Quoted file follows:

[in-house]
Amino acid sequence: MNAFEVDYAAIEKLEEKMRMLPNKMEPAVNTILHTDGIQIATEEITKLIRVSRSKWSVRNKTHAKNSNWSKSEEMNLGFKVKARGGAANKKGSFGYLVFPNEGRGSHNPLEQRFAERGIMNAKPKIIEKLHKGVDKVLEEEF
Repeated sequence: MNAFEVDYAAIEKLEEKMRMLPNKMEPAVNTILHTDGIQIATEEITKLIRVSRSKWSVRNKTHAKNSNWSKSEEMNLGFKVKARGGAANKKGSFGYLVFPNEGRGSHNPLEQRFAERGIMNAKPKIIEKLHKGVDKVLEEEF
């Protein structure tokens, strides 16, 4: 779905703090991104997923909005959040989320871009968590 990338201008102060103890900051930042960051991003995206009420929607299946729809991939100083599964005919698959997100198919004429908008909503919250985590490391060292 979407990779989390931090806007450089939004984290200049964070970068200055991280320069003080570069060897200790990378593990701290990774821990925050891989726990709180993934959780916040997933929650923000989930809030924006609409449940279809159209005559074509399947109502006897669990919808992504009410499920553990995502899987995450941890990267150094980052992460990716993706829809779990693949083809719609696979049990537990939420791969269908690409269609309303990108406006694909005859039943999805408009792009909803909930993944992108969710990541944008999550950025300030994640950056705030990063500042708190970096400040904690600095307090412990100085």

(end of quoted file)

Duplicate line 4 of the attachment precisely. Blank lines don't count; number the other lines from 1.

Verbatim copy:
């Protein structure tokens, strides 16, 4: 779905703090991104997923909005959040989320871009968590 990338201008102060103890900051930042960051991003995206009420929607299946729809991939100083599964005919698959997100198919004429908008909503919250985590490391060292 979407990779989390931090806007450089939004984290200049964070970068200055991280320069003080570069060897200790990378593990701290990774821990925050891989726990709180993934959780916040997933929650923000989930809030924006609409449940279809159209005559074509399947109502006897669990919808992504009410499920553990995502899987995450941890990267150094980052992460990716993706829809779990693949083809719609696979049990537990939420791969269908690409269609309303990108406006694909005859039943999805408009792009909803909930993944992108969710990541944008999550950025300030994640950056705030990063500042708190970096400040904690600095307090412990100085």